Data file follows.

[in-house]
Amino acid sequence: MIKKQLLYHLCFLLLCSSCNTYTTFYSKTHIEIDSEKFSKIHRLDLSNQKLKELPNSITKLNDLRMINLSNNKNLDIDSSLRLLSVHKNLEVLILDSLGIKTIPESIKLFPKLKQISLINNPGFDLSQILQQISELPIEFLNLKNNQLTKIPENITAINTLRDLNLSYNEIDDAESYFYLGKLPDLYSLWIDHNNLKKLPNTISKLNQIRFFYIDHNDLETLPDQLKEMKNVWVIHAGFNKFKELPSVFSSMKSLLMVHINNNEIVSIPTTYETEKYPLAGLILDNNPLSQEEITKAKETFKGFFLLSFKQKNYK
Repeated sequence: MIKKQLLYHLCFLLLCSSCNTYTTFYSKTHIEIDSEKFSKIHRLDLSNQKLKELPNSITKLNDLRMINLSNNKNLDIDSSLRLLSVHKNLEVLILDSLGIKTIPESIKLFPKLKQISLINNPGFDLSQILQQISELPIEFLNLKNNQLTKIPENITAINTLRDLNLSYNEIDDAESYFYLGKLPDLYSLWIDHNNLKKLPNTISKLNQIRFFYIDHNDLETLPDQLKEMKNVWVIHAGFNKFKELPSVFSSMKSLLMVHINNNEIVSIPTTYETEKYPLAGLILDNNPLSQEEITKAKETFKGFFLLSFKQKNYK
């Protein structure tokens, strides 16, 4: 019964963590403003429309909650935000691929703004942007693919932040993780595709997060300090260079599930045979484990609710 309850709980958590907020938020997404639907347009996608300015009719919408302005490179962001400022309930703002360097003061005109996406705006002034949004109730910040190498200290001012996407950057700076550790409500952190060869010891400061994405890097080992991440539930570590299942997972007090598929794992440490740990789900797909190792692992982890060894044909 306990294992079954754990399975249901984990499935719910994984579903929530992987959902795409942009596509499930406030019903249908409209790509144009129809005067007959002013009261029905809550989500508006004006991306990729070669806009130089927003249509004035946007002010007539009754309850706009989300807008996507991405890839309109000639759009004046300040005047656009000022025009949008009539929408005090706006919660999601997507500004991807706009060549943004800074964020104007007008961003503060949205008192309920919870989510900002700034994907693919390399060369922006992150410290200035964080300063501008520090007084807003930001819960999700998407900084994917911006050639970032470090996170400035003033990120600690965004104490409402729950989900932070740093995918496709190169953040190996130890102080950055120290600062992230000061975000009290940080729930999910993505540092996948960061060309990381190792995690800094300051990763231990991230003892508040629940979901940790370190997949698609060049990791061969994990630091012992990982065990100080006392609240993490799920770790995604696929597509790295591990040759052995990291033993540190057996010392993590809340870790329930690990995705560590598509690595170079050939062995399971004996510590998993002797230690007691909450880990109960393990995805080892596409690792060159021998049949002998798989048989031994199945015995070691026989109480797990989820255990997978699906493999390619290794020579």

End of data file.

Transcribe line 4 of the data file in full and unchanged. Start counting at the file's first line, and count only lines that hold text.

């Protein structure tokens, strides 16, 4: 019964963590403003429309909650935000691929703004942007693919932040993780595709997060300090260079599930045979484990609710 309850709980958590907020938020997404639907347009996608300015009719919408302005490179962001400022309930703002360097003061005109996406705006002034949004109730910040190498200290001012996407950057700076550790409500952190060869010891400061994405890097080992991440539930570590299942997972007090598929794992440490740990789900797909190792692992982890060894044909 306990294992079954754990399975249901984990499935719910994984579903929530992987959902795409942009596509499930406030019903249908409209790509144009129809005067007959002013009261029905809550989500508006004006991306990729070669806009130089927003249509004035946007002010007539009754309850706009989300807008996507991405890839309109000639759009004046300040005047656009000022025009949008009539929408005090706006919660999601997507500004991807706009060549943004800074964020104007007008961003503060949205008192309920919870989510900002700034994907693919390399060369922006992150410290200035964080300063501008520090007084807003930001819960999700998407900084994917911006050639970032470090996170400035003033990120600690965004104490409402729950989900932070740093995918496709190169953040190996130890102080950055120290600062992230000061975000009290940080729930999910993505540092996948960061060309990381190792995690800094300051990763231990991230003892508040629940979901940790370190997949698609060049990791061969994990630091012992990982065990100080006392609240993490799920770790995604696929597509790295591990040759052995990291033993540190057996010392993590809340870790329930690990995705560590598509690595170079050939062995399971004996510590998993002797230690007691909450880990109960393990995805080892596409690792060159021998049949002998798989048989031994199945015995070691026989109480797990989820255990997978699906493999390619290794020579």